December 18, 2001
Emerging information suggests that some mutations conferring primary drug resistance to one HIV drug may reduce drug resistance (increase susceptibility) to another drug. This has been described with the M184V mutation seen in the HIV reverse transcriptase gene, which confers resistance to 3TC (lamivudine) but can rescue AZT's activity despite the presence of AZT-associated mutations.
This poster discusses the impact of this mutation on other NRTI medications, namely d4T (stavudine), and considers the long-term viral load impact in patients who had the M184V mutation and subsequently started a d4T-containing regimen.
Baseline plasma samples were obtained from patients who enrolled in ACTG 364. These patients had several years of NRTI experience, although only six percent had received prior d4T. Over 75 percent had more than two AZT or thymidine-associated mutations (TAMs). Genotypic and phenotypic resistance testing was performed. Fifty-five patients had virus with the normal (wild type) amino acid (M, methionine) at the 184 position, and 75 patients had the V (valine) substitution, which confers resistance to 3TC. Presence of the M184V mutation resulted in a significant reduction in AZT resistance (as defined as an IC50 fold reduction), and in addition resulted in a significant reduction in d4T resistance (reduction in fold change).
However, there was a significant increase in ddI and abacavir resistance (increased fold change) in the presence of M184V. After analyzing viral load results in those patients on d4T-containing regimens, the presence of M184V did not seem to offer a virologic advantage compared to those patients who did not have the M184V mutation. This may be because the virus contained other mutations which could have adversely affected the activity of d4T, or that many patients also had 3TC included in their regimens, which may result in a sub-optimal viral load response masking the potential benefits toward d4T.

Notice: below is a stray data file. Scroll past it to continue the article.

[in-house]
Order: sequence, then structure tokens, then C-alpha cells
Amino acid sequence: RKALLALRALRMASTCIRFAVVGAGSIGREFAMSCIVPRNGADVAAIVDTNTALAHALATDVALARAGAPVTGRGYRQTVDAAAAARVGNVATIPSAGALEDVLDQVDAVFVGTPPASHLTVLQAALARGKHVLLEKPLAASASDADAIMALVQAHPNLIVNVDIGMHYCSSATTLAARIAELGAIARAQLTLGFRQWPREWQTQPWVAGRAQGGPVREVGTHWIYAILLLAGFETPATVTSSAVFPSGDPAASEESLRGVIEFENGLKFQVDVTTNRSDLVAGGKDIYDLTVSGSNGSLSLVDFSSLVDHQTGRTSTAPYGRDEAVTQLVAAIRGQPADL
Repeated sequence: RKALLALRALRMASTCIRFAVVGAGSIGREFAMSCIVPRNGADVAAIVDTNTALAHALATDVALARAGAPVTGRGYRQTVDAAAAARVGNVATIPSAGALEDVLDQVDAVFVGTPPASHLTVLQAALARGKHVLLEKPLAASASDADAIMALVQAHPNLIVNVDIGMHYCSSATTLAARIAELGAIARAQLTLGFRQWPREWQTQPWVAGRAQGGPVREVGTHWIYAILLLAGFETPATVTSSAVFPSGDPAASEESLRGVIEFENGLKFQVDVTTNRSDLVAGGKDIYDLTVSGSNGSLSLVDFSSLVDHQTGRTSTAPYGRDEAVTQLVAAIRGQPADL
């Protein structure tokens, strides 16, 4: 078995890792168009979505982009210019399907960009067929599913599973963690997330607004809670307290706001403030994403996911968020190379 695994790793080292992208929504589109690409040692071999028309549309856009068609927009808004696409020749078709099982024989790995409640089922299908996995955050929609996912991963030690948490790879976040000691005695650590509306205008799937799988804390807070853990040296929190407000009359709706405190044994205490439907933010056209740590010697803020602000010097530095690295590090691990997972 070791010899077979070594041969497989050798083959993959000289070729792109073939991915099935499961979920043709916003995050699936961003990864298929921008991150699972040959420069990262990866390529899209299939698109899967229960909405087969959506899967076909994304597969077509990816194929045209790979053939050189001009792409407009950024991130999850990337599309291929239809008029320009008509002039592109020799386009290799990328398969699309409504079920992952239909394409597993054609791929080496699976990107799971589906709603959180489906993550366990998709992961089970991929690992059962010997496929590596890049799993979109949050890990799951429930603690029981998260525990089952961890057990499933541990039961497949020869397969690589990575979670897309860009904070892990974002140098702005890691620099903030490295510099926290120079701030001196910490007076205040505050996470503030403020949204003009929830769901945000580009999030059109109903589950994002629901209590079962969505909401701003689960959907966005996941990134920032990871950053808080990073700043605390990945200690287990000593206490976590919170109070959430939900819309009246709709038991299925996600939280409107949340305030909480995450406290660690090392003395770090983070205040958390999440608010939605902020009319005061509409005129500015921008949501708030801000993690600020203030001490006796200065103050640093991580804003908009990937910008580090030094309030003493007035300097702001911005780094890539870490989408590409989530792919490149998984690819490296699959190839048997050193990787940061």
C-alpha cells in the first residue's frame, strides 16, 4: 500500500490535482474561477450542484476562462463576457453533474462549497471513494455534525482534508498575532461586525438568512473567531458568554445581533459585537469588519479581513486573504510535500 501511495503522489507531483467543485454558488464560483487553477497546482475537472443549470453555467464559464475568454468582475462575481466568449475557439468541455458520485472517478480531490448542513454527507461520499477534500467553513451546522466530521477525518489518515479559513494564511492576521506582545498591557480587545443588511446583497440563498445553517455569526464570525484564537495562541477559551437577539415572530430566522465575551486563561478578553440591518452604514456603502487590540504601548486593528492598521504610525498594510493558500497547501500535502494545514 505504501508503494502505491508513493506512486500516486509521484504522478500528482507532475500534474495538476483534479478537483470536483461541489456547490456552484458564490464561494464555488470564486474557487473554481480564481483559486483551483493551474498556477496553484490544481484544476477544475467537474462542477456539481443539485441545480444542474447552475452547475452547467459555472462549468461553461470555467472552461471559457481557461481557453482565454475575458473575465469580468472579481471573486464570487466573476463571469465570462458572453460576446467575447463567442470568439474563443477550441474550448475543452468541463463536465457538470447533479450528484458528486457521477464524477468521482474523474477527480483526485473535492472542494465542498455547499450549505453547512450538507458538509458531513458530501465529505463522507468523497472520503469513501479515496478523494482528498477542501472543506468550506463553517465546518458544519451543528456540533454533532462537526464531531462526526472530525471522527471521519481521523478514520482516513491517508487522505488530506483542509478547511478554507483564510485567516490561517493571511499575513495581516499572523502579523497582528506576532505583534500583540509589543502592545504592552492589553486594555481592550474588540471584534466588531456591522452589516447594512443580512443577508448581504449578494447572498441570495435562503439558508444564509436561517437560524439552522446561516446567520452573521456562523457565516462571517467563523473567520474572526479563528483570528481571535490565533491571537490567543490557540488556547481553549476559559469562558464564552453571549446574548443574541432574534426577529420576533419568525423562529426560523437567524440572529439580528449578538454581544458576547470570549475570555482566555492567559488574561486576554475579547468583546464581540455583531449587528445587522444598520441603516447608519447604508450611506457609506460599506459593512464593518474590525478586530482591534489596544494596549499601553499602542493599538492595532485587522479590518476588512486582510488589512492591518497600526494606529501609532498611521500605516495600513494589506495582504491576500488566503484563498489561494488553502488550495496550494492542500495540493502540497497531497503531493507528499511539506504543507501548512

This study indicates that the presence of the M184V mutation may have a beneficial effect toward d4T, despite the presence of thymidine-associated mutations, which are now known to confer resistance to d4T. The biologic and clinical cut points for d4T and ddI in phenotypic assays continue to be defined.
Interestingly, this mutation had a negative impact for ddI, decreasing its susceptibility slightly. Some previous studies have found no reduced effect of ddI in the presence of the M184V mutation, although the viral load impact on ddI containing regimens was not specifically reported here. Although increased phenotypic susceptibility for d4T was clearly found, the clinical significance remains to be defined.
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